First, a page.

High yield booms but can covenants move with the times?

Any investor in an Asian high yield deal will pay close attention to the covenant packages around the bond. But they’re only half the story: just as big an issue is the question of being able to retrieve anything if things go wrong. Chris Wright reports.

  • 13 Jul 2011
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Structuring is a challenge, in different ways, in both the countries in which high yield issuance is most active. "The structuring part varies by jurisdiction," says Matthew Sheridan, a partner at Sidley Austin. "The two countries that have dominated high yield issuance are China and Indonesia, and there are very different issues in the two places."

In China, the problem is one of offshore versus onshore rights. "In China, you’ve got an issue of structural subordination that arises," says Sheridan. "As a practical matter, it’s impossible to get guarantees from companies onshore for the offshore debt. An offshore holding company issues the notes, and they don’t have guarantees from the subsidiaries that own the operating assets in China."

Bankers agree. "The weakest structures are undoubtedly coming from China, due to the fact that you cannot get any collateral, onshore share pledges or onshore guarantees," says Florian Schmidt, head of debt capital markets for Asia at ING. "You’re as far away from the cashflow as you can be when you’re holding offshore hold-co debt. Surprisingly, you will find a whole host of lawyers who will say: we can make it happen and take possession of the onshore company via offshore share pledges. I say: ‘good luck to them’."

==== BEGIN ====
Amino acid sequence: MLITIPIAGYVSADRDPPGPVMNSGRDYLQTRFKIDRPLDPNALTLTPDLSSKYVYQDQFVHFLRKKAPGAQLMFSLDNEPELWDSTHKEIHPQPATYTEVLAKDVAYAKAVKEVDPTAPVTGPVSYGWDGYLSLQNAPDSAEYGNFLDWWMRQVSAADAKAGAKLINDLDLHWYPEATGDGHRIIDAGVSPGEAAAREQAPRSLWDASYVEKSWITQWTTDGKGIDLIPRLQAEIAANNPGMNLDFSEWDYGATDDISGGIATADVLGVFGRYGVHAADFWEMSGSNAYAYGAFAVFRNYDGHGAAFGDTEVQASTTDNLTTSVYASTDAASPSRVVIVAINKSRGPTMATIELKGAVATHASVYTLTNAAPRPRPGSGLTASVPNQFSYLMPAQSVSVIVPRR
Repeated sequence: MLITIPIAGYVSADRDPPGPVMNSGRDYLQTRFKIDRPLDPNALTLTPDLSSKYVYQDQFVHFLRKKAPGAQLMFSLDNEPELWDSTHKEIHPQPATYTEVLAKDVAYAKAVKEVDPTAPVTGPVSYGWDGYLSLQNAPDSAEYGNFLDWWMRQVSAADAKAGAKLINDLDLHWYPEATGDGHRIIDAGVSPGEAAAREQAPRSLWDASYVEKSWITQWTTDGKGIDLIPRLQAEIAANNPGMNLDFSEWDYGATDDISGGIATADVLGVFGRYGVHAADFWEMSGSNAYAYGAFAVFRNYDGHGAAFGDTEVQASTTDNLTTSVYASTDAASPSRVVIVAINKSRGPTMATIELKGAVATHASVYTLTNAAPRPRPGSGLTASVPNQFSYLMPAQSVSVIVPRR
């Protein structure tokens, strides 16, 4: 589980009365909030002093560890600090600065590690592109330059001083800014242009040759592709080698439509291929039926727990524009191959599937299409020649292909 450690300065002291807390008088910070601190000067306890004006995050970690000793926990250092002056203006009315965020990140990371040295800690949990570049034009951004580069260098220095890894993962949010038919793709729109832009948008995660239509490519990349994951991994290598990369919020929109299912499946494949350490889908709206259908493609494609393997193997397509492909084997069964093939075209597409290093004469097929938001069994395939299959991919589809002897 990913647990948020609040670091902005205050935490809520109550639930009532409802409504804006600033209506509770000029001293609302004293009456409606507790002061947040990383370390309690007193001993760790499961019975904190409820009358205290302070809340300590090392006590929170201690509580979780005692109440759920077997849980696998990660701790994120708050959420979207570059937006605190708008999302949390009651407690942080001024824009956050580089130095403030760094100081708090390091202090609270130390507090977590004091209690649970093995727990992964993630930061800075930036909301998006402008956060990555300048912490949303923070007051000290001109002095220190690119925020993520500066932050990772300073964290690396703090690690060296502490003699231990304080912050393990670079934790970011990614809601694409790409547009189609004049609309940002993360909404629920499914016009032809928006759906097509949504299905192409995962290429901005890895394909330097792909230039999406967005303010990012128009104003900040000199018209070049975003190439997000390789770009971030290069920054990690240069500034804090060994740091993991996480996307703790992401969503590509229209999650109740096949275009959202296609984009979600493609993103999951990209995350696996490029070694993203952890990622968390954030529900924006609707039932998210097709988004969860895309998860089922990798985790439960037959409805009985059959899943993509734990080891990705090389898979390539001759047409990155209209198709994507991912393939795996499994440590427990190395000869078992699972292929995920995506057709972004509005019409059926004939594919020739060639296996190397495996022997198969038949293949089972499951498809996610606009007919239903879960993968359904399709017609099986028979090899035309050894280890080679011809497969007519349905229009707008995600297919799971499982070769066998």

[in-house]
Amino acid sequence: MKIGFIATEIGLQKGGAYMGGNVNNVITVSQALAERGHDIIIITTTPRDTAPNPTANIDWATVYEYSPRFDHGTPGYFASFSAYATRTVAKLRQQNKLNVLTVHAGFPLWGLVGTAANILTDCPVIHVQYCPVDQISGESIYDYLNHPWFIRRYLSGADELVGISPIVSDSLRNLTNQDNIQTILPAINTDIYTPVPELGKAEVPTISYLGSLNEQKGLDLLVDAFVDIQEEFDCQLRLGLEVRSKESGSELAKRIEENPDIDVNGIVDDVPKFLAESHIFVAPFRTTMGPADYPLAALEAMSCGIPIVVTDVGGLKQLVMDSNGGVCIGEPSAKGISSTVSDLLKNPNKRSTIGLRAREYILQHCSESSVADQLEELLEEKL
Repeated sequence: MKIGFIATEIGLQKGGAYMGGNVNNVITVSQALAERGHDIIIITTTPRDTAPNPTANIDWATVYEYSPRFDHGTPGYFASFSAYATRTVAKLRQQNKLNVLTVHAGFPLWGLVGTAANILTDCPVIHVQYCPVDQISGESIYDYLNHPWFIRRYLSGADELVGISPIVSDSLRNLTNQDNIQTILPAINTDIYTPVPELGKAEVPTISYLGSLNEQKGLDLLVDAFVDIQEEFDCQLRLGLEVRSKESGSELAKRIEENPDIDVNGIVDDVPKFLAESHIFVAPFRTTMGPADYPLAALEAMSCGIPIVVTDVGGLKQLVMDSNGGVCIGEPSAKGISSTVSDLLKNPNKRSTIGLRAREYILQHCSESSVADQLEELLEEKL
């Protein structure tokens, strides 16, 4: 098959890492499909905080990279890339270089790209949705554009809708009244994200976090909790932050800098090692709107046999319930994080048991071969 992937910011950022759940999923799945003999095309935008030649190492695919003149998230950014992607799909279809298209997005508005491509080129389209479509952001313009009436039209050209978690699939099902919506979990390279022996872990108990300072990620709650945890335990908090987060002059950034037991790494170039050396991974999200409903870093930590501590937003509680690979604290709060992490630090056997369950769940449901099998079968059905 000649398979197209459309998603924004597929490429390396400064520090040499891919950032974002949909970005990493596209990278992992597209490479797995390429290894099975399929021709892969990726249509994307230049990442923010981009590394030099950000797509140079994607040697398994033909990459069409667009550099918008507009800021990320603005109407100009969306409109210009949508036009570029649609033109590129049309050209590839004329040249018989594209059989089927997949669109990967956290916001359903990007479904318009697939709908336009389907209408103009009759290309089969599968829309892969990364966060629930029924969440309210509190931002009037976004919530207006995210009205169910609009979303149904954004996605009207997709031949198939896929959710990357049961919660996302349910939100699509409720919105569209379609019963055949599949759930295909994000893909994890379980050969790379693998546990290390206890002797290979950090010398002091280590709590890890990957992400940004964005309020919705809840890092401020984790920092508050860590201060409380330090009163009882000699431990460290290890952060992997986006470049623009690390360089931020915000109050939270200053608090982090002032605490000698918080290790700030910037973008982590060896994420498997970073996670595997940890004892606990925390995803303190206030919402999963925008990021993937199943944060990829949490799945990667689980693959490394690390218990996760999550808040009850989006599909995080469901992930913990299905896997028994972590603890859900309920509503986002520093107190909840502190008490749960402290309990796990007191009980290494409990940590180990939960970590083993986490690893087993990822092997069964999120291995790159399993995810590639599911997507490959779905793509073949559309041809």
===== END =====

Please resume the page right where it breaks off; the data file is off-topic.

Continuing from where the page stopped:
None of this seems to bother investors, who have been fervent buyers of Chinese paper — much of it unrated — despite the open secret that it things go wrong, they will be deeply subordinated compared to onshore creditors. "The market seems to have accepted that it can get comfortable with no security from these companies, particularly those which are listed," says Joseph Tse, partner at Allen & Overy.

And it’s not as if investors are stupid: they make a choice based on their assessment of risk and reward. The idea that they might lose everything in a default is simply factored into the equation. "Investors are getting a huge premium in terms of the coupon on some of these issues," says Sheridan. "There are some pretty savvy investors out there who think this is a great play." And so long as there is appetite for new issuance, then nothing much is going to change, even when better options exist. This became clear after the financial crisis. "In 2008, when the market fell apart, we thought China high yield would have to come back in a different form, and we started looking at structures to improve the situation," recalls Sheridan. "But there is no silver bullet. There are structures you can put in place, but they have drawbacks and we couldn’t find enough interest on the bank side to take any of them to market, and then investor demand came back so there was no need to do it."